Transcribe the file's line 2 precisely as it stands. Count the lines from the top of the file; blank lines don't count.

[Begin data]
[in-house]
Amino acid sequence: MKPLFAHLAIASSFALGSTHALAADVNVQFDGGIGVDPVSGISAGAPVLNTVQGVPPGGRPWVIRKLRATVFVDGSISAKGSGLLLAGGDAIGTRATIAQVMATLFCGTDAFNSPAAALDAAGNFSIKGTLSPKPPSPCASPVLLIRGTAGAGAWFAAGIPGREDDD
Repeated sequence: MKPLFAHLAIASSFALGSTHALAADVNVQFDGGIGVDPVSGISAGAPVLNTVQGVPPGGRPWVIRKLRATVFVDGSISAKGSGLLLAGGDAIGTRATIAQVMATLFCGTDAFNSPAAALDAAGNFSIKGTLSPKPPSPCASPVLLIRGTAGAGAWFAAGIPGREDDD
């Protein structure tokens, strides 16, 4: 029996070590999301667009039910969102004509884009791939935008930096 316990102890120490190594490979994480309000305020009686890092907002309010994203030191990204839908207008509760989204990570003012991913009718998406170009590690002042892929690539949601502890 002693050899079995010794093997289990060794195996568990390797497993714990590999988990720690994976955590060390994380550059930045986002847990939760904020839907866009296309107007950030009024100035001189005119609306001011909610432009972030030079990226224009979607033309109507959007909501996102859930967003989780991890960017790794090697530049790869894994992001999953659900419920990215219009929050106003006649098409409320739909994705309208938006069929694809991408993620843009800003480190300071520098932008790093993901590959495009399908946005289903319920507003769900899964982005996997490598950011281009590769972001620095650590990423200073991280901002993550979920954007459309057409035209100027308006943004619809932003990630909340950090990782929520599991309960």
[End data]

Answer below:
Amino acid sequence: MKPLFAHLAIASSFALGSTHALAADVNVQFDGGIGVDPVSGISAGAPVLNTVQGVPPGGRPWVIRKLRATVFVDGSISAKGSGLLLAGGDAIGTRATIAQVMATLFCGTDAFNSPAAALDAAGNFSIKGTLSPKPPSPCASPVLLIRGTAGAGAWFAAGIPGREDDD